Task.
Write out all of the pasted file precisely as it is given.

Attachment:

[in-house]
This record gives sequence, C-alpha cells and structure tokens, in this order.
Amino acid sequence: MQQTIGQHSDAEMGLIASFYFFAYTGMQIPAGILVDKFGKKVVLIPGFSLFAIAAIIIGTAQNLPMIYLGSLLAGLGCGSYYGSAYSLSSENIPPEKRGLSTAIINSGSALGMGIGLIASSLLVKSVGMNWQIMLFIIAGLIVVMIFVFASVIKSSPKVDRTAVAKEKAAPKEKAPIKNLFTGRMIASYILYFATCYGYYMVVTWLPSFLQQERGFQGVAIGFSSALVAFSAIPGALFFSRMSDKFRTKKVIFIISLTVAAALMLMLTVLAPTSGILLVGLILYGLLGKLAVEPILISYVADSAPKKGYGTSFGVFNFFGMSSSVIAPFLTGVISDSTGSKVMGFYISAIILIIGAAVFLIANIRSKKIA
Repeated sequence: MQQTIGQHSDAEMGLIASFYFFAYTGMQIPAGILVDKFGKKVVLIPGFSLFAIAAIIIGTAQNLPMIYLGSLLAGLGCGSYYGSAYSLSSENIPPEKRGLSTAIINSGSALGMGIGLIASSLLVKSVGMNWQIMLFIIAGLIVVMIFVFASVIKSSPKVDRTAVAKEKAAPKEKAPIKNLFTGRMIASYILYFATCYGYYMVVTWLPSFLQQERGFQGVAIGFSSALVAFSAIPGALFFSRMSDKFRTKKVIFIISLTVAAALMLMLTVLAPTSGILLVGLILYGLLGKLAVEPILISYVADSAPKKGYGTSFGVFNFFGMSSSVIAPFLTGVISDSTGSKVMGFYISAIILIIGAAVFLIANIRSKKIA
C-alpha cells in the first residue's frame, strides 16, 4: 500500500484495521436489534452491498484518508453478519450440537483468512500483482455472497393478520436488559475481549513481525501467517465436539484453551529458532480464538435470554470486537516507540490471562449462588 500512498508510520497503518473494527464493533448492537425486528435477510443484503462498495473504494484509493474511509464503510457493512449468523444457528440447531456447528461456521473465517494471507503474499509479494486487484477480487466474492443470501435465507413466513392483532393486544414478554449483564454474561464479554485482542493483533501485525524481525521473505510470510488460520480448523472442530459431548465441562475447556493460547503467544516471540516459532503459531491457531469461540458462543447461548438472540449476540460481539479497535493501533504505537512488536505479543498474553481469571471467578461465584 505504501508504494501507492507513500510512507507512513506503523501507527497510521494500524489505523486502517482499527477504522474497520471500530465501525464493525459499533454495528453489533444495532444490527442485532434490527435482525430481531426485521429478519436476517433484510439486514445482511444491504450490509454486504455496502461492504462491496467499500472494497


[in-house]
This record gives sequence, C-alpha cells and structure tokens, in this order.
Amino acid sequence: MQQTIGQHSDAEMGLIASFYFFAYTGMQIPAGILVDKFGKKVVLIPGFSLFAIAAIIIGTAQNLPMIYLGSLLAGLGCGSYYGSAYSLSSENIPPEKRGLSTAIINSGSALGMGIGLIASSLLVKSVGMNWQIMLFIIAGLIVVMIFVFASVIKSSPKVDRTAVAKEKAAPKEKAPIKNLFTGRMIASYILYFATCYGYYMVVTWLPSFLQQERGFQGVAIGFSSALVAFSAIPGALFFSRMSDKFRTKKVIFIISLTVAAALMLMLTVLAPTSGILLVGLILYGLLGKLAVEPILISYVADSAPKKGYGTSFGVFNFFGMSSSVIAPFLTGVISDSTGSKVMGFYISAIILIIGAAVFLIANIRSKKIA
Repeated sequence: MQQTIGQHSDAEMGLIASFYFFAYTGMQIPAGILVDKFGKKVVLIPGFSLFAIAAIIIGTAQNLPMIYLGSLLAGLGCGSYYGSAYSLSSENIPPEKRGLSTAIINSGSALGMGIGLIASSLLVKSVGMNWQIMLFIIAGLIVVMIFVFASVIKSSPKVDRTAVAKEKAAPKEKAPIKNLFTGRMIASYILYFATCYGYYMVVTWLPSFLQQERGFQGVAIGFSSALVAFSAIPGALFFSRMSDKFRTKKVIFIISLTVAAALMLMLTVLAPTSGILLVGLILYGLLGKLAVEPILISYVADSAPKKGYGTSFGVFNFFGMSSSVIAPFLTGVISDSTGSKVMGFYISAIILIIGAAVFLIANIRSKKIA
C-alpha cells in the first residue's frame, strides 16, 4: 500500500484495521436489534452491498484518508453478519450440537483468512500483482455472497393478520436488559475481549513481525501467517465436539484453551529458532480464538435470554470486537516507540490471562449462588 500512498508510520497503518473494527464493533448492537425486528435477510443484503462498495473504494484509493474511509464503510457493512449468523444457528440447531456447528461456521473465517494471507503474499509479494486487484477480487466474492443470501435465507413466513392483532393486544414478554449483564454474561464479554485482542493483533501485525524481525521473505510470510488460520480448523472442530459431548465441562475447556493460547503467544516471540516459532503459531491457531469461540458462543447461548438472540449476540460481539479497535493501533504505537512488536505479543498474553481469571471467578461465584 505504501508504494501507492507513500510512507507512513506503523501507527497510521494500524489505523486502517482499527477504522474497520471500530465501525464493525459499533454495528453489533444495532444490527442485532434490527435482525430481531426485521429478519436476517433484510439486514445482511444491504450490509454486504455496502461492504462491496467499500472494497